The evangelical center, in turn, shares with the evangelical left a strong emphasis on the plight of the poor, attention to racism as a moral and policy issue, opposition to the routine resort to war by the United States, a high priority to creation care and acceptance of the seriousness of climate change, commitment to finding a humane solution to the immigration issue, and conviction that human-rights commitments require wholehearted opposition to torture in the U.S. war on terror. It tends to differ from the left in its more careful commitment to political independence, its stronger and more thorough attention to issues of abortion, family, and sexuality, and its willingness to support the moral legitimacy of some (though not all) U.S. military actions.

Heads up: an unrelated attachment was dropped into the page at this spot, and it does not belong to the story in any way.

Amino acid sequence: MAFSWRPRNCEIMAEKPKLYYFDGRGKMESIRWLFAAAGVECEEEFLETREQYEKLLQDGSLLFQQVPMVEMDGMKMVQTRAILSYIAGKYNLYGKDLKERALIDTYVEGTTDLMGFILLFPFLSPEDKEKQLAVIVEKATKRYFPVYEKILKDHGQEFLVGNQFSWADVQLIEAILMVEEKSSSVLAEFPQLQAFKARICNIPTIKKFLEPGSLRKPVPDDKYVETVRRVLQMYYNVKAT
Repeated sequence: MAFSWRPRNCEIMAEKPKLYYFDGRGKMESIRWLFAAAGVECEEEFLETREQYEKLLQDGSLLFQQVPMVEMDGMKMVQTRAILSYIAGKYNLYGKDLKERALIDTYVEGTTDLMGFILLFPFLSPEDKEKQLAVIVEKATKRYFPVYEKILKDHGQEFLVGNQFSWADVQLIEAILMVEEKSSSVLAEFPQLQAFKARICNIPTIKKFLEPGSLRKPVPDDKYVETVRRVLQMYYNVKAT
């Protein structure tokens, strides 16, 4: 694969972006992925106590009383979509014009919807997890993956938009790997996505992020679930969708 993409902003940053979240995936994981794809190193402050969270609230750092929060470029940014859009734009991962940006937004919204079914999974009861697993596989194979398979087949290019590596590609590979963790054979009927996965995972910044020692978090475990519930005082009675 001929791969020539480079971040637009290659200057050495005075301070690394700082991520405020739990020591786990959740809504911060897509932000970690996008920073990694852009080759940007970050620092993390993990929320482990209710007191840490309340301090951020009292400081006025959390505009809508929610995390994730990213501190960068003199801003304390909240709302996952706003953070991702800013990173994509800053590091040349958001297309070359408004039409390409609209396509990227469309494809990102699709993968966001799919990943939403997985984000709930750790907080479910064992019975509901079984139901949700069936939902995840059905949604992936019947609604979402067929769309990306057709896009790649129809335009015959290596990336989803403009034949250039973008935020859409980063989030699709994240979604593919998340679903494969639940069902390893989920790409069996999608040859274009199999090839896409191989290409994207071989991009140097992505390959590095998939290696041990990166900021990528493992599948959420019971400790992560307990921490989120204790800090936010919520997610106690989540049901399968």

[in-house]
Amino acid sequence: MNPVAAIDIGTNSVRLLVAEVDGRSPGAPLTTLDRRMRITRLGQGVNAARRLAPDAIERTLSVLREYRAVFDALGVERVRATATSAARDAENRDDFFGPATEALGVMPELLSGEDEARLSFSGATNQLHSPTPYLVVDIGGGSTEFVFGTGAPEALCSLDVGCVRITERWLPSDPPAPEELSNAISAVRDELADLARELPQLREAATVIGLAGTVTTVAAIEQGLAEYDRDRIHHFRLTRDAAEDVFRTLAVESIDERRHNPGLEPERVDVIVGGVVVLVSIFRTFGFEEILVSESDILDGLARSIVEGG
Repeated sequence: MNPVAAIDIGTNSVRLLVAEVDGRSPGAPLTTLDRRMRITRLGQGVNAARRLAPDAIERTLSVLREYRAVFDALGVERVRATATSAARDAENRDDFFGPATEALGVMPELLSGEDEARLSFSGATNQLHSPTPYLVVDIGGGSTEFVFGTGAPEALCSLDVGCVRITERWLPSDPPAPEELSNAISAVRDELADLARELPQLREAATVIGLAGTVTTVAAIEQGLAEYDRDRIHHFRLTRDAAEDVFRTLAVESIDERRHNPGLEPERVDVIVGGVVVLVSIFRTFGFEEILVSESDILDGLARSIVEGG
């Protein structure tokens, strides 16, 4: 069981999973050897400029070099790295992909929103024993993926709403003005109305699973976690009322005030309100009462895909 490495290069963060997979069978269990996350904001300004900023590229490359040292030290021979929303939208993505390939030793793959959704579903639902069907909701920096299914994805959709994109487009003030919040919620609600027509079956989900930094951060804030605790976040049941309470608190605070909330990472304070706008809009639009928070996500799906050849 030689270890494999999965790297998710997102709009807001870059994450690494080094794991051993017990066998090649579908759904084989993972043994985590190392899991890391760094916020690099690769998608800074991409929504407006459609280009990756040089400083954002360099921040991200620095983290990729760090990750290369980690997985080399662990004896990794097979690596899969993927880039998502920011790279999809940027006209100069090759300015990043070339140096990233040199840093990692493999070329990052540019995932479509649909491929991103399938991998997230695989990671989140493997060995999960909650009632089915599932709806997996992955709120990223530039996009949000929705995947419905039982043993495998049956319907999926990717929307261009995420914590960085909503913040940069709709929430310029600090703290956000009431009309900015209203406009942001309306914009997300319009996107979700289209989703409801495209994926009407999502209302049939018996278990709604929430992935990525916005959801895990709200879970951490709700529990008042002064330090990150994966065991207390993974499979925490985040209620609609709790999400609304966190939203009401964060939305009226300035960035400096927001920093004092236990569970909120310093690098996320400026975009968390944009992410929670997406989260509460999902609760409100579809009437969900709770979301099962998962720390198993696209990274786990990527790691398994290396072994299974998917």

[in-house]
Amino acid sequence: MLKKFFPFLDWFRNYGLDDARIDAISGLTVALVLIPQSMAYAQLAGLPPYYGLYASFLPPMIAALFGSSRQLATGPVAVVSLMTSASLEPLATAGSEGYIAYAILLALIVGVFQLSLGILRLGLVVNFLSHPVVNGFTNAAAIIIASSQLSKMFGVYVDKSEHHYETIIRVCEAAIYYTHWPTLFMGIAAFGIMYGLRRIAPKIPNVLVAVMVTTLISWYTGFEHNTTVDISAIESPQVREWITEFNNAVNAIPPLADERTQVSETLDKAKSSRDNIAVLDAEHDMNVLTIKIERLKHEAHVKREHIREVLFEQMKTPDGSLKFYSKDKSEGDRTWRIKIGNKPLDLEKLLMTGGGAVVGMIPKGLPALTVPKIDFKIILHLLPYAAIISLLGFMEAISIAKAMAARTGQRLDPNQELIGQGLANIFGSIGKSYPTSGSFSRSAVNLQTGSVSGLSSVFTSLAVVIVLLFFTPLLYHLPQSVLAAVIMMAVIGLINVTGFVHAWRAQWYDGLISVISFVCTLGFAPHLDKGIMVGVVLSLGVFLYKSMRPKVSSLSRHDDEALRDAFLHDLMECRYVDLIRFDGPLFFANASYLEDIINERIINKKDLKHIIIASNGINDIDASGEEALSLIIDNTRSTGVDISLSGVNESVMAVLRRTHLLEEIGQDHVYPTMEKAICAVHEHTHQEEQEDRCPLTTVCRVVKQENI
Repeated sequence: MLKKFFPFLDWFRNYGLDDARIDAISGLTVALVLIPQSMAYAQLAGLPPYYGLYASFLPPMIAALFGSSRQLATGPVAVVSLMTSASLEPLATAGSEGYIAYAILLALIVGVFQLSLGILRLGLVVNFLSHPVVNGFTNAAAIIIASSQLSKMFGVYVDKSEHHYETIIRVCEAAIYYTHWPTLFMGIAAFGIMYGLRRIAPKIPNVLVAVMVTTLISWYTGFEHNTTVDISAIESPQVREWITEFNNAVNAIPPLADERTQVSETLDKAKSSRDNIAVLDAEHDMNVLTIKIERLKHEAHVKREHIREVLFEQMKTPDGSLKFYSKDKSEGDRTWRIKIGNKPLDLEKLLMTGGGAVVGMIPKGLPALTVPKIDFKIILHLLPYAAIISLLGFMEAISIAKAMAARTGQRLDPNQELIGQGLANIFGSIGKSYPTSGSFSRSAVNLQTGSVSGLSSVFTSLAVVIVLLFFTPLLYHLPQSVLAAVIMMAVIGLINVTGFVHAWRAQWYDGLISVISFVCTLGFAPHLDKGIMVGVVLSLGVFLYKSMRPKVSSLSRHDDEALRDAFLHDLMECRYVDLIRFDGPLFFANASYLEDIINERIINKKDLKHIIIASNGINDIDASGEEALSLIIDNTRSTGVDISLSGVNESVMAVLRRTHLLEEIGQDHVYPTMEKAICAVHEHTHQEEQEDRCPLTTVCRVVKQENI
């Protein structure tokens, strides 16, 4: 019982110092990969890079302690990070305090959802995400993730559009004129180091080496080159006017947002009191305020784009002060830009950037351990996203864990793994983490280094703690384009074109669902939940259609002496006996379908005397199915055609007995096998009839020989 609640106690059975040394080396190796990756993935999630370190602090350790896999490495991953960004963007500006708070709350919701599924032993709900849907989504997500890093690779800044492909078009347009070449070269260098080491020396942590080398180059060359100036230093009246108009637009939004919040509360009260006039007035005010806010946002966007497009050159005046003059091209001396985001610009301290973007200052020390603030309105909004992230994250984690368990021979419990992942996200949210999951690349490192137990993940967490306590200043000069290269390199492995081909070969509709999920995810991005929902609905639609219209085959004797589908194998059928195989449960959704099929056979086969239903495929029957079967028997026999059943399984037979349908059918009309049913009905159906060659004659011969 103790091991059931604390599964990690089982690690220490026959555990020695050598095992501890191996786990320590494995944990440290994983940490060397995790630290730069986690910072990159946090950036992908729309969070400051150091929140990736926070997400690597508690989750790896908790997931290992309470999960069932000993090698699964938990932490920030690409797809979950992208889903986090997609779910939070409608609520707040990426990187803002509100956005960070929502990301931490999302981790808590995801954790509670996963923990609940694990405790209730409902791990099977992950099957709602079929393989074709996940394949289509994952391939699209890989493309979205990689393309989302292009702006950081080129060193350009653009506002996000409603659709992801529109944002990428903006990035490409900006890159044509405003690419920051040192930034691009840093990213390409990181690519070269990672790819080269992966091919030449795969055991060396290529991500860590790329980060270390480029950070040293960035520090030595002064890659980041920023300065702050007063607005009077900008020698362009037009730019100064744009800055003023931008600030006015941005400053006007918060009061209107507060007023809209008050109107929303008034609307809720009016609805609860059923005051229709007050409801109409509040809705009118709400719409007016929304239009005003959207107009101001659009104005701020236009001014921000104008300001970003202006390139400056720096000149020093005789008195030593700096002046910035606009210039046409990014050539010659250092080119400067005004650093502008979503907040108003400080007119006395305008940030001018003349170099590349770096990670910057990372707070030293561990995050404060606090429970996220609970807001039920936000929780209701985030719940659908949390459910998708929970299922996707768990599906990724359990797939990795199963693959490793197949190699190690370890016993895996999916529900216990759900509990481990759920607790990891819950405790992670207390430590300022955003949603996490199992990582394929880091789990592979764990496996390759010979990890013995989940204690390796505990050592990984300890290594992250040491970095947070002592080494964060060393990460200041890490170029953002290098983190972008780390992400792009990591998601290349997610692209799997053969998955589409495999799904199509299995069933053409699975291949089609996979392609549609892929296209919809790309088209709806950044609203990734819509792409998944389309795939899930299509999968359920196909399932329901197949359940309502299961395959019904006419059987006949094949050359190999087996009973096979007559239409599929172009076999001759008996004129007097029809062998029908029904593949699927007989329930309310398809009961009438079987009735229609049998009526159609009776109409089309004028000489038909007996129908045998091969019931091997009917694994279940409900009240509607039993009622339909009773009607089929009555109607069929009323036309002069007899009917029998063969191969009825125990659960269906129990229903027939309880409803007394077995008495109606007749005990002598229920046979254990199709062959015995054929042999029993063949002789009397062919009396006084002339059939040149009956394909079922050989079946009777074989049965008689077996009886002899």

In some ways the towering presence of the evangelical right has made it difficult until recently for any kind of alternative voices to gain a broad cultural hearing. For many, the word "evangelical" has equaled "Christian right." For just as long as there has been an evangelical right (about 35 years), a small and largely ignored evangelical left has sought to carve out an alternative. Now it is time for all cultural observers to acknowledge that the evangelical political landscape is fragmented along right/center/left lines -- just like, for example, Catholics, females and Hispanics.

Polling data already available when I wrote the book led me to argue that non-white evangelicals and younger evangelicals definitely skewed in a centrist or more liberal direction overall than did older white evangelicals. This led me to project that generational change and increasing demographic diversity among the evangelical population in the United States would lead to the emergence of a strong and visible evangelical center, a more muscular evangelical left, and in some cases a center-left coalition representing half or more of American evangelicals.